Los Angeles based singer songwriter Troye Sivan shows why he is one of Australia’s biggest pop exports in recent years, as an intimate but intense Adelaide audience does its best to match the stadium-filling scale of his music.
Sivan takes to the stage in front of a plush red curtain, a shoulder-heavy off-white suit and microphone stand giving him the look of an early 90s stand up comedian as he begins to deliver Seventeen, the opener from his 2018 album Bloom. A song of youthful attraction and discovery, Sivan lifts his arm outwards as he delivers the line “maybe a little too young, but it was real to me” to a crowd that is, overwhelmingly, of an age where that sentiment is still pretty close to home.
The curtain falls to reveal Sivan’s four-piece band spread across a raised platform, with a central pedestal that Sivan mounts to deliver Bloom’s title track, a pulsating ode to romantic surrender and intimacy. Having neatly managed the perilous transition from child actor to YouTube vlogger to pop star, Sivan is a consummate performer, confidently strutting across the stage hips cocked, with one hand on the microphone and the other reaching out to the crowd or artfully tousling his hair back into shape.
From Bloom to Wild, a key cut from his 2015 debut Blue Neighbourhood, Sivan’s songwriting often explores themes of vulnerability and empowerment, along with that youthful tension between a need to escape the stifling and familiar, and apprehension of the unknown. All of which comes set to club-ready beats and decorated with on-trend electronic flourishes, with choruses often built around a catchy vocal sample or a big drop.
Early in the set Sivan revisits Heaven, an affecting Blue Neighbourhood single about his own coming out, and attempting to reconcile his feelings and desires, his very self, in the face of a moral and religious orthodoxy that condemns those very feelings (“Without changing a part of me, how do I get to heaven?” he sings). A deeply personal song when he wrote it, Sivan says the track has taken on new significance as his fans now sing along to each and every impassioned word. Tonight is no different, and in a country where young gay and trans people continue to be used as abstract playthings in culture wars prosecuted by people with too much power and not enough empathy, it’s perhaps not a surprise to see young people finding solace in this kind of pop song. On a school night, no less.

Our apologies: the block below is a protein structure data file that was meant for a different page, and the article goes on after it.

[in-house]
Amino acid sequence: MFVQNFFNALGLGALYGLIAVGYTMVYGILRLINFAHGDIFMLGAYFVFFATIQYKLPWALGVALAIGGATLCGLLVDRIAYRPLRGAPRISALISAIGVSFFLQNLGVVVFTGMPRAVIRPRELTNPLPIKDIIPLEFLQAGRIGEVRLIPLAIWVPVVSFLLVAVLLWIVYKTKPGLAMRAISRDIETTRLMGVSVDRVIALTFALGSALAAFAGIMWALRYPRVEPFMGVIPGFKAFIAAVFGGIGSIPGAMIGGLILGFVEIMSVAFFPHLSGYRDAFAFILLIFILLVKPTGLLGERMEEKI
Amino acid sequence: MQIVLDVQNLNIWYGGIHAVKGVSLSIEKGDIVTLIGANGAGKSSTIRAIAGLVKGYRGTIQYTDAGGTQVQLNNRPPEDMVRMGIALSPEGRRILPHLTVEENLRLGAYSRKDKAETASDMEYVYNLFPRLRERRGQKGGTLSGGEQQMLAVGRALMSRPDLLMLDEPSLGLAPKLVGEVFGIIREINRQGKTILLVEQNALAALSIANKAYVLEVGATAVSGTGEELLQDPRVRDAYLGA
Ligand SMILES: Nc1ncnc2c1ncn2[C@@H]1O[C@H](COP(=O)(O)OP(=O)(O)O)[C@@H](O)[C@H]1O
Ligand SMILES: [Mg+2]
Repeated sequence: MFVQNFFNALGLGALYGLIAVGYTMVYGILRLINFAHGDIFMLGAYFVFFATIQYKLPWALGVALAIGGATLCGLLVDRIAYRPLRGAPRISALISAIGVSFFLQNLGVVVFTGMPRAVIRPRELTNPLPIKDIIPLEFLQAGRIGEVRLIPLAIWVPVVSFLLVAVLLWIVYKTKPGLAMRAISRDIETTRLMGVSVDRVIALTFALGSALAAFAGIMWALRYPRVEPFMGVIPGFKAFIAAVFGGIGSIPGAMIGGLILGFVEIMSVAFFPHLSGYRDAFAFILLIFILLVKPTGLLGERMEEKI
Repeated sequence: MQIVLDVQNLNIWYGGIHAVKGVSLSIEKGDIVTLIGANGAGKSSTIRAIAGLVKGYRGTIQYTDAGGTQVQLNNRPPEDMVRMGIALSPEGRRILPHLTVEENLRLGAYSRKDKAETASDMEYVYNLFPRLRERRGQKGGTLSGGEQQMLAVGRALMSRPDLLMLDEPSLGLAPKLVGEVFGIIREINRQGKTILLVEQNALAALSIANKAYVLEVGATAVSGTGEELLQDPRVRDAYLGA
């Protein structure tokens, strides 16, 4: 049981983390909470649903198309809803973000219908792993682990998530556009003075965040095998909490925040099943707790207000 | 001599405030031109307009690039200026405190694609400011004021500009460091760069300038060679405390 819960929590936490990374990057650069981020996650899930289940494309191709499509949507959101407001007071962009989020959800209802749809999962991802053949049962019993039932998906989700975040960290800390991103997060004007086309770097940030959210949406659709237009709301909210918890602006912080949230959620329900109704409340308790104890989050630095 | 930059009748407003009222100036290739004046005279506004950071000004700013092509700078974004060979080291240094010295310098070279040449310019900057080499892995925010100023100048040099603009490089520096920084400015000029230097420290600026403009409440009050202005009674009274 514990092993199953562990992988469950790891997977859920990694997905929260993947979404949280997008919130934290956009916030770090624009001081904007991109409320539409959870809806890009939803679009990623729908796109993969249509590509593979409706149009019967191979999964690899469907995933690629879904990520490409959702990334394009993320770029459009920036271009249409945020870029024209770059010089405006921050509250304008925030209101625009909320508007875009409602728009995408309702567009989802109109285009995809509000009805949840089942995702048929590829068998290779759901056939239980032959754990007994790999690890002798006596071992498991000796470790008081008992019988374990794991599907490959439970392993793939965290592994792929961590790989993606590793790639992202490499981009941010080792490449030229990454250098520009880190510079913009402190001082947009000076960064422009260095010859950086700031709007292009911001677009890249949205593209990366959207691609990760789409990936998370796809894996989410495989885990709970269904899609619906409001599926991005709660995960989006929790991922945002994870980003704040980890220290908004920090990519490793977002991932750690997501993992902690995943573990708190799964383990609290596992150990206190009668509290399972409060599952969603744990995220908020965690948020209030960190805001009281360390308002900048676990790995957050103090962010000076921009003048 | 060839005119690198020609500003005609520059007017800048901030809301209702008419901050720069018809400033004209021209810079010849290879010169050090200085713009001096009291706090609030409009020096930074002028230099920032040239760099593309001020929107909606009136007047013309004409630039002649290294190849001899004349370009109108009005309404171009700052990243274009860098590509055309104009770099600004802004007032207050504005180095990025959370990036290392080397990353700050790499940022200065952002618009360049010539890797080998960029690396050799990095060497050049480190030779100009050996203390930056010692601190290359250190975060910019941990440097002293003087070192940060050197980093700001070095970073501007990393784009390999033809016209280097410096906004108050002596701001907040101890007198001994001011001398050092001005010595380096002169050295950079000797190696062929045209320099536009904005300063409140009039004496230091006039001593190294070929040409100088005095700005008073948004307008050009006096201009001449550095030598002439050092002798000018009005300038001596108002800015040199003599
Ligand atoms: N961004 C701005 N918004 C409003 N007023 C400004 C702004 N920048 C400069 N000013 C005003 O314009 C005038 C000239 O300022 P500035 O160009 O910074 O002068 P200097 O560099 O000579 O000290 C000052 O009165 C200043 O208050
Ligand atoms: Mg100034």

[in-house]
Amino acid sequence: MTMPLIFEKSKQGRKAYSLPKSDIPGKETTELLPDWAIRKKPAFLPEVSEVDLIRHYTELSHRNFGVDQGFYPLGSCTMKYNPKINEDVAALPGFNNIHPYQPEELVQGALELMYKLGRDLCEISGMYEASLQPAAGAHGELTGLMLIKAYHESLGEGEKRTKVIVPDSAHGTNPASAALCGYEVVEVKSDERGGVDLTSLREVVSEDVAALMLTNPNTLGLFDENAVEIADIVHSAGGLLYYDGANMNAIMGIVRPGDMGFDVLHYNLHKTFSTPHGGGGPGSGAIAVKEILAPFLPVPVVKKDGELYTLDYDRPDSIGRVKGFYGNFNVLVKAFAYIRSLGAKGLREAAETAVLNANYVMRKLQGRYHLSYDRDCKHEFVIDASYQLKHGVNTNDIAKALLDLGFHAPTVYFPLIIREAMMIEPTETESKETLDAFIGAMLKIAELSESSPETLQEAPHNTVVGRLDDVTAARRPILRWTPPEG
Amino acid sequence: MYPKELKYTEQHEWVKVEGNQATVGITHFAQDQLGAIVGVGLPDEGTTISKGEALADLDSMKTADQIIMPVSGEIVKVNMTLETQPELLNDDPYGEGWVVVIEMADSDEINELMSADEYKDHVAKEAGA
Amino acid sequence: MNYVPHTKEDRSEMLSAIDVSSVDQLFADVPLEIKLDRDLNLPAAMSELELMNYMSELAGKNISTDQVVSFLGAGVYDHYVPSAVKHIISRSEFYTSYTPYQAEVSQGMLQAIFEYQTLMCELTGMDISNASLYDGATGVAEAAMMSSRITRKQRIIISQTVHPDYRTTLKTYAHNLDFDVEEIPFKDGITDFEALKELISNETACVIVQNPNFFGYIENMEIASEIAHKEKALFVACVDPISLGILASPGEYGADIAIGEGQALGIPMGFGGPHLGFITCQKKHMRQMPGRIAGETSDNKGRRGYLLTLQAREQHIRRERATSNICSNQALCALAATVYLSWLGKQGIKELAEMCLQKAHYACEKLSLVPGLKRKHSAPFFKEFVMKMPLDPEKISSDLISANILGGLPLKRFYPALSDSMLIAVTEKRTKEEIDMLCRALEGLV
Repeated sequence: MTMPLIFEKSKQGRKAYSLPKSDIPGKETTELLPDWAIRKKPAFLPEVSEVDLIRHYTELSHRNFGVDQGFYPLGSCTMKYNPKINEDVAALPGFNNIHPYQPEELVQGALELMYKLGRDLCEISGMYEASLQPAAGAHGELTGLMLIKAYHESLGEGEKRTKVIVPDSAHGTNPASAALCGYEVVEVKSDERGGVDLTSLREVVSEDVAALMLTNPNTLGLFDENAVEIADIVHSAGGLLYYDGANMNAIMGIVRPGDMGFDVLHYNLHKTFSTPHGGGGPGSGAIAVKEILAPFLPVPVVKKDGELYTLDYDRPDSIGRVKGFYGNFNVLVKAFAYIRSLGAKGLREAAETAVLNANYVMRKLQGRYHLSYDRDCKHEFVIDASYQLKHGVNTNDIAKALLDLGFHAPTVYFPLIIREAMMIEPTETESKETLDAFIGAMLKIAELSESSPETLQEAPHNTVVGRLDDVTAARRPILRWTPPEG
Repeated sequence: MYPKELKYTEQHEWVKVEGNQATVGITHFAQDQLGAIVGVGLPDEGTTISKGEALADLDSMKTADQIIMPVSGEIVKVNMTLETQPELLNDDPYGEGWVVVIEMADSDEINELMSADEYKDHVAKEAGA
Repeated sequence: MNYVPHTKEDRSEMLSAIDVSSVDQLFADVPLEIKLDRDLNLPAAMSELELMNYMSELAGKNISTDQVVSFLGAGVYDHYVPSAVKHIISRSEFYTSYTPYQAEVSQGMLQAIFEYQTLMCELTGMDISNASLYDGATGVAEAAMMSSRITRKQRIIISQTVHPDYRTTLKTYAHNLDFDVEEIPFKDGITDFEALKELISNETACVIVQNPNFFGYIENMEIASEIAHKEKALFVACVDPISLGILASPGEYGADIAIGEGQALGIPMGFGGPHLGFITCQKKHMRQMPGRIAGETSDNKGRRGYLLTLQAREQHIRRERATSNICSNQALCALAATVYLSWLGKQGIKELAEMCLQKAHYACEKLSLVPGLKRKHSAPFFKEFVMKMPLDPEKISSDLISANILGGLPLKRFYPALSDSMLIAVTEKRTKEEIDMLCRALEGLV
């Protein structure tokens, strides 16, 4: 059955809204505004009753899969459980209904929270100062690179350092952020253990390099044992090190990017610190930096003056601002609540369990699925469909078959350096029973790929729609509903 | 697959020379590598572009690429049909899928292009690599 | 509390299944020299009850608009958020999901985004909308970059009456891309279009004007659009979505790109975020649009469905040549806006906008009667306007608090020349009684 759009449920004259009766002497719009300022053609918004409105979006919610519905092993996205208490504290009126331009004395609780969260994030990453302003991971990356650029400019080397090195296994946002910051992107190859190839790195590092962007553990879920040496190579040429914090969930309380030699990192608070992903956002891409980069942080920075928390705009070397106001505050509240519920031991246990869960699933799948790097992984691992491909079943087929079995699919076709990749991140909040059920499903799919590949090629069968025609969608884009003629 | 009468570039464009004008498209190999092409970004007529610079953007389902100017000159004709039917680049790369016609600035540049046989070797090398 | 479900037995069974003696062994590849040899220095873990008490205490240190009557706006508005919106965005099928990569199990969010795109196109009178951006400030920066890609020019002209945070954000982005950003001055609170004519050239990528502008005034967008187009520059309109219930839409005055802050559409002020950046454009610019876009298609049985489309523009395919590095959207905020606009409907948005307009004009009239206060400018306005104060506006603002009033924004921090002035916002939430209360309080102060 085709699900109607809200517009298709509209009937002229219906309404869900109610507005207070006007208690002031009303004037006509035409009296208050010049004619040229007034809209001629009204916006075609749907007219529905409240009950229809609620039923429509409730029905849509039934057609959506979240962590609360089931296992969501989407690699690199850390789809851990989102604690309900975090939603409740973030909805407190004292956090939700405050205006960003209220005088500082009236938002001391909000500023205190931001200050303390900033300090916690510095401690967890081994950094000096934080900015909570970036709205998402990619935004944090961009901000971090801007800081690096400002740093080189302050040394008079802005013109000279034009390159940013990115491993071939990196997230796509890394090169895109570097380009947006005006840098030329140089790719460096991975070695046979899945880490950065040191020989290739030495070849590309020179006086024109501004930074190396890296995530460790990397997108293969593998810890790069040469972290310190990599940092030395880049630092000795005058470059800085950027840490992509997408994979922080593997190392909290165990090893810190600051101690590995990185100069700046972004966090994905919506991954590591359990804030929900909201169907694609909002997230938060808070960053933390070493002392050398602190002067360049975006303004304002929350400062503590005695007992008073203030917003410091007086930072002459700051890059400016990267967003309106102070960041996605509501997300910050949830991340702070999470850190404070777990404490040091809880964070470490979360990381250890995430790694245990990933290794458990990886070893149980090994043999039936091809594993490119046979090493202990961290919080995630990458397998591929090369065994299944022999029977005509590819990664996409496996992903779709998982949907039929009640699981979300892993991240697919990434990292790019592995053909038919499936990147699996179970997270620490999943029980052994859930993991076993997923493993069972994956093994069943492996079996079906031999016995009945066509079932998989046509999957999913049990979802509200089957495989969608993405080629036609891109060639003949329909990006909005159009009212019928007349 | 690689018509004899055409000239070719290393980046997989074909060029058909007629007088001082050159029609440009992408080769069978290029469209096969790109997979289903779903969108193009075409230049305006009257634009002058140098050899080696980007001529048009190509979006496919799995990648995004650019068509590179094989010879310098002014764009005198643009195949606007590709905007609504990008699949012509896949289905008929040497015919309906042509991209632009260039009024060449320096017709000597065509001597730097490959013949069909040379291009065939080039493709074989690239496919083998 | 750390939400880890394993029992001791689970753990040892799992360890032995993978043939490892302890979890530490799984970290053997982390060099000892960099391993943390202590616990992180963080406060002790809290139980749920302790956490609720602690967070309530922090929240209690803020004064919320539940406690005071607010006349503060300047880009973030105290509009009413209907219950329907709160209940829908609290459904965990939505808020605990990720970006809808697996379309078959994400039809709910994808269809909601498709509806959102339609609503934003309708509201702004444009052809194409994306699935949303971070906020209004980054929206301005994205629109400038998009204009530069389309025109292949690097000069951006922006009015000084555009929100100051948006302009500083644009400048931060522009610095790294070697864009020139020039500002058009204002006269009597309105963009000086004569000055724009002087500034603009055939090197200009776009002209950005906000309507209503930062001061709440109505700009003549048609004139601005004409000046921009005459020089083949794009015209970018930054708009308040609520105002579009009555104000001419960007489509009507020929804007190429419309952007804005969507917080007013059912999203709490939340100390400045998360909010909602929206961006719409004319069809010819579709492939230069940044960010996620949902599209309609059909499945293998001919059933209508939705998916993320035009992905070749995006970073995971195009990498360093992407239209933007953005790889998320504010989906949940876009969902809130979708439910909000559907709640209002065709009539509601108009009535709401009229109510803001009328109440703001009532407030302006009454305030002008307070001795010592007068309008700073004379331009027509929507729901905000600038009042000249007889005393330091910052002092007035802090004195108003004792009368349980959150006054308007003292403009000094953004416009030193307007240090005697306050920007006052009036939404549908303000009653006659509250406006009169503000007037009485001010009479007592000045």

Things take a quiet turn as a lounge room scene is set up on the stage, where Sivan delivers a handful of songs while reclined on a leather sofa. “Are you ready to feel sad?” he asks, to a rush of enthusiastic yesses from the audience. The emotional centrepiece of Bloom, The Good Side starts off in Elliott Smith territory with a sadly strummed guitar and closely sung vocal line, before taking a left turn towards Imogen Heap-like swells of digitally layered vocals.
Purple strobes pulsate later in the set as Sivan jumps into his Charli XCX feature 1999, a tribute to a year that has rarely been the subject of nostalgia before – even nostalgia as irony-soaked as this. Soon afterwards, Sivan performs his Ariana Grande collaboration Dance To This, with bandmember Kaela Sinclair stepping in for Grande on a lovely little dance floor filler built around the kind of kitsch drum machine beat you might find as a preset on an old Casio keyboard.
Both tracks, and the fingerprints of ubiquitous Taylor Swift and Lorde producer Jack Antonoff on a track like Heaven, serve as a reminder that in the US Sivan is writing and working firmly in the orbit of some of modern pop’s biggest names. And while this Adelaide Festival Centre theatre crowd feels relatively small when set against the stadium aspirations of his music, suggesting that perhaps audiences back home have yet to embrace Sivan in quite the same way, the intensity and sincerity of their fandom suggests he is on the right track.
Closing with a two-song encore of early hit Youth and euphoric Bloom single My My My, Sivan leaves his crowd with two appropriate sentiments: “my youth is yours” and “I die every night with you”. Whether or not this Adelaide crowd is truly, as he claims, his favourite of the tour is a mystery best left answered, but there’s no doubting the intensity of the connection between Sivan and his fans, or the truth of those words.
Troye Sivan performed at Adelaide Festival Centre on Wednesday 18 September